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Dakota Aircraft Art Prints by Robert Taylor and Stan Stokes.- Panzer - Prints .com
DHM1841. Road to the Rhine by Robert Taylor. <p> As the Allied armies dashed across France after victory in Normandy, they remained reliant on one thing - supplies.  With Cherbourg the only port in use, everything depended on trucks to deliver enough fuel, food and ammunition to keep the momentum going.  But there was a problem.  Too few trucks, and too few drivers.  The invasion was in danger of stalling, and if it did, the Germans might just regain the initiative.  Action was needed, and quickly.  Montgomery argued that all resources be channeled into a single, powerful thrust into Germany, but Eisenhower disagreed.  the Allies would advance on a broad front.  But he did give Montgomery the First Allied Airborne Army to try and capture the major bridges in Holland on the road to the Rhine, ahead of the Allies advance.  For the men of the 101st Airborne, the Screaming Eagles, their task was to seize the bridges at Eindhoven.  The 82nd would do the same at Nijmegan, and the British 1st Airborne would capture the farthest bridge, at Arnhem.  On the ground the British 30th Corps would advance northwards and link up with them, and, if successful, turn the German flank on the Rhine.  On 17th September 1944 the plan was put into action, the 101st quickly securing all of its objectives, and the 82nd capturing one bridge.  The British 1st Airborne fought its way into Arnhem and seized the bridge over the Rhine.  Now all they had to do was hold out until the 30th Corps arrived.  But 30th Corps was making slow progress, and although the men of the 101st and the 82nd held out until relieved, in Arnhem it was too late to save the British 1st Airborne.  Battle-weary, without ammunition or supplies, only a few survivors escaped back across the Rhine.  Of the 10,000 men who had landed, just 2,000 made it out.  If the operation had succeeded the war in Europe might have been over by Christmas 1944.  Instead, hostilities would continue through the bitter winter. <b><p>Signed by : <br>Corporal Herb Jr Suerth, <br>Private 1st Class Bill Maynard<br>and<br>Sergant Ed Tipper, <br>. <p>Limited edition of 450 prints.<p> Paper size 33.5 inches x 25 inches (85cm x 61cm)  Image size 27 inches x 17.5 inches (69cm x 44cm)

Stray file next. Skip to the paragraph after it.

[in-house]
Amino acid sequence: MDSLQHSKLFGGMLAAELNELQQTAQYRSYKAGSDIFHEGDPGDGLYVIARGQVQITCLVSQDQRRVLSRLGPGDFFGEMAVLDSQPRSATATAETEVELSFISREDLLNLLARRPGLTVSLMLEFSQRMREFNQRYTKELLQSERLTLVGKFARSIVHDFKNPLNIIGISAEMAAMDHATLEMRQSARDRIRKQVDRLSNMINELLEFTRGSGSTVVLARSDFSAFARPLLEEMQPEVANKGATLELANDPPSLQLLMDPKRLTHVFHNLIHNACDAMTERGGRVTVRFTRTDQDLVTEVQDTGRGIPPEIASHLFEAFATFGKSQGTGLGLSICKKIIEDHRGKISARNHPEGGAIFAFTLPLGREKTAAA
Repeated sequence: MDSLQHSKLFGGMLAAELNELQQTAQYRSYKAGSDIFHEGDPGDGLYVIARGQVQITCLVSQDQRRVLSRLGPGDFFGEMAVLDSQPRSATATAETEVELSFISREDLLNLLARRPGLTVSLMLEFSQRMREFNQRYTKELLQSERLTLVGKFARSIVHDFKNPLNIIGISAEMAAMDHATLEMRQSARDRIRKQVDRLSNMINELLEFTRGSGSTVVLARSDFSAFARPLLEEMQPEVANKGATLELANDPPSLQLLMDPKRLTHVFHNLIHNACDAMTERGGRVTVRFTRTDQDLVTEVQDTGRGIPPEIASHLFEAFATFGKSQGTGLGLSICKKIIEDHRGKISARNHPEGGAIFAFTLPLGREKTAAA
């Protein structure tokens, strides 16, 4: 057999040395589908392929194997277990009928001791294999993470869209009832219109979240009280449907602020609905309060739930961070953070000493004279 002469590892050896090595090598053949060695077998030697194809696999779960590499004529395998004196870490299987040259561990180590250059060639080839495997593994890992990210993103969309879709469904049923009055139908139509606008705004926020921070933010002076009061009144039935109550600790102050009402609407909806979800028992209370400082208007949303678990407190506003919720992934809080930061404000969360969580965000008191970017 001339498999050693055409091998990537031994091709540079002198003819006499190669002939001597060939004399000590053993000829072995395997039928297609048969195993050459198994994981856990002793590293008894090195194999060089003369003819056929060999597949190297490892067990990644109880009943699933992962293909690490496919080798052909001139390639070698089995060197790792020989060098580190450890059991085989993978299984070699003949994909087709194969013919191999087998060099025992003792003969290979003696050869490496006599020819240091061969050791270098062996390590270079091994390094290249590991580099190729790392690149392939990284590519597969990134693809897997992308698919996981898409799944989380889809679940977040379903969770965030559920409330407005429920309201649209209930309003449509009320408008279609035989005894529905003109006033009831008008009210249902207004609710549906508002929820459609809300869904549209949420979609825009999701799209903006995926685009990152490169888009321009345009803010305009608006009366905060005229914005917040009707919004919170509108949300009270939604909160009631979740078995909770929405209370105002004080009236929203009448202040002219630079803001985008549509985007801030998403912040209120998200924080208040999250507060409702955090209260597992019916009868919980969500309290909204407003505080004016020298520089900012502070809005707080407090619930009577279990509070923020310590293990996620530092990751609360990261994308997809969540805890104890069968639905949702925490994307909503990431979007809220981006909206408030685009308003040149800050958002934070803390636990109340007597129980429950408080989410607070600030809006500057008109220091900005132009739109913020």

STK0107B. D-Day Invaders by Stan Stokes. <p> You are about to embark on the Great Crusade, toward which we have striven these many months. The eyes of the world are upon you. The hopes and prayers of liberty-loving people everywhere march with you. In company with our brave Allies and brothers-in-arms on other fronts, you will bring the destruction of the German war machine, the elimination of Nazi tyranny over the oppressed peoples of Europe, and security for ourselves in a free world. These were the final words of Supreme Commander Eisenhower to the huge force assembled in June of 1944 on the eve of D-Day. Parachute infantry units would play an important role on D-Day. Although Billy Mitchell had contemplated forming airborne military forces during WW I, it was not until May of 1939 that the United States commenced a study regarding the feasibility of creating an air infantry. By 1940 an all-volunteer test platoon had been organized at Ft. Benning, Georgia.  As the threat of War continued, the Army began experimenting with gliders in mid-1941. After the attack on Pearl Harbor, the Army established Parachute Infantry Battalions, and by early 1943 an Airborne Command was organized as well as an Air Transport Command to facilitate the training of air crews necessary for the deployment of airborne forces. By mid-1942 authorization was received to form two airborne divisions the 82nd and the 101st. With a strength of about 8,000 men, these divisions were about half the normal strength of an infantry division. The first major test for Americas new airborne forces came in North Africa during operation TORCH where the 1st Battalion of the 503rd Infantry was deployed. The 82nd Airborne was later successfully deployed during the invasion of Sicily. Operation OVERLORD, the code name for the D-Day invasion, included both of Americas Airborne Divisions as well as the British 6th Airborne Division. The plan called for numerous parachute jumps and glider landings during the evening prior to the invasion. Supplemental jumps or landings would take place later during daylight hours to reinforce these troops and bring in supplies. Although eighteen aircraft were utilized as pathfinders, the evening jumps were highly scattered and off target in many cases. Despite the massive difficulty in reassembling, the troops of the 101st and 82nd performed their missions with distinction. By June 9 nearly all airborne objectives had been secured despite heavy casualties. Both the 101st and the 82nd each lost about 1,200 men killed-in-action. By occupying German forces behind the invasion front, these airborne forces saved the lives of many on the beaches at Normandy. The 101st and 82nd Divisions continued fighting until mid-July when they were pulled back to England. During these hectic weeks of fighting casualty rates were in excess of 50%. As depicted in Stan Stokes painting, which is dedicated to all those who participated in the Great Crusade, a C-47  Skytrain (bearing white and black invasion stripes) passes over the beaches of Normandy following a drop behind enemy lines on June 6, 1944. <b><p>Signed by Gen Matt Matheson (deceased). <p> 225 prints from the signed limited edition of 4750 prints, with signature of Stan Stokes and pilot, and a remarque.<p>Image size 16 inches x 11.5 inches (41cm x 30cm)